The Five Core Conversations for Couples spotlights marital communication behind closed doors


A seasoned family therapist and one of D.C.’s premiere divorce lawyers provide helpful advice to navigate marriage’s tricky and emotional situations

Olney, MD – Many of us have heard about the five love languages, but is there a realistic alternative for the messy and serious conversations that arise in every relationship? Enter David and Julie Bulitt.

Who better to serve as an example than a successful couple of 33 years that has navigated some of life’s toughest pitfalls? Between David’s work as an accomplished divorce attorney and Julie’s perspective from her 25+ years as a therapist, the Bulitts have had these sincere conversations, and found healing in them.

What they’ve learned about saving a marriage could fill a book — and it does. The 5 Core Conversations for Couples tackles every corner of relationships with the wisdom, knowledge, and best advice culled from David and Julie’s unique experiences. Drawn from notes of their discussions, chats and arguments — not always sober — and filled with frank, funny stories, it tackles the basics with openness and honesty. From getting along to parenting, communication, and sex, it also covers hard-to-discuss issues like addiction, infertility, pornography, and family silence.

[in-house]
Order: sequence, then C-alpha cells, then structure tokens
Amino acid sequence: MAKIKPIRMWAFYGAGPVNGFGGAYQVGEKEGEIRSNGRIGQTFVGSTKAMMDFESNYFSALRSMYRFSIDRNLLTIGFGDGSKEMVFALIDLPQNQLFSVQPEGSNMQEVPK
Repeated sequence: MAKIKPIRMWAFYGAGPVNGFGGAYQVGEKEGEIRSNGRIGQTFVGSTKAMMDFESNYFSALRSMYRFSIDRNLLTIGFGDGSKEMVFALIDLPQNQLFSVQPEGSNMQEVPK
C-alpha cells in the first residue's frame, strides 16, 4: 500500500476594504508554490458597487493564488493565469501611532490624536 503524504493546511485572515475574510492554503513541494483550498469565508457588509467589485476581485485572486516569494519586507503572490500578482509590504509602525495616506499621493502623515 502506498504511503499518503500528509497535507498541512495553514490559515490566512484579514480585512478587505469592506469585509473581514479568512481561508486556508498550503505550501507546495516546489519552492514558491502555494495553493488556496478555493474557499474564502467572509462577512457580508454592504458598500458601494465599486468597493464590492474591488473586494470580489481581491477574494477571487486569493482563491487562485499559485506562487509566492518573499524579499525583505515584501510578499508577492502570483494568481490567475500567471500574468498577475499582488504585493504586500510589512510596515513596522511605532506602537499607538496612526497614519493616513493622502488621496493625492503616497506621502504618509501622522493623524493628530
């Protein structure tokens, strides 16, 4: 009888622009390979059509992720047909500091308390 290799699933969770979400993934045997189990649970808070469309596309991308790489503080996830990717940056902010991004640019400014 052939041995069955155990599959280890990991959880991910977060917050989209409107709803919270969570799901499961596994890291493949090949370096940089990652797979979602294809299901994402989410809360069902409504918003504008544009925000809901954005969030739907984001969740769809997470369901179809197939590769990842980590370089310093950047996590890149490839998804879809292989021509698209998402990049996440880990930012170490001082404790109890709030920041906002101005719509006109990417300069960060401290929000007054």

Peek inside one of the most unique and articulate examples of modern marriage today. What happens when a top divorce lawyer and a family therapist close the door and really talk?


JULIE BULITT is a licensed clinical social worker who has spent more than 25 years working with individuals, couples and families. Her private practice focuses on family, couples and individual therapy, ADHD and Executive Functioning coaching. She has served as a Clinical Supervisor and Early Childhood Mental Health Consultant for the Montgomery County (Maryland) Mental Health Association, an Adoption Therapist for the Center for Support and Education in suburban Washington, D.C. She presently serves as the in-house therapist for The Discovery Channel in Silver Spring, Maryland. For more,, visit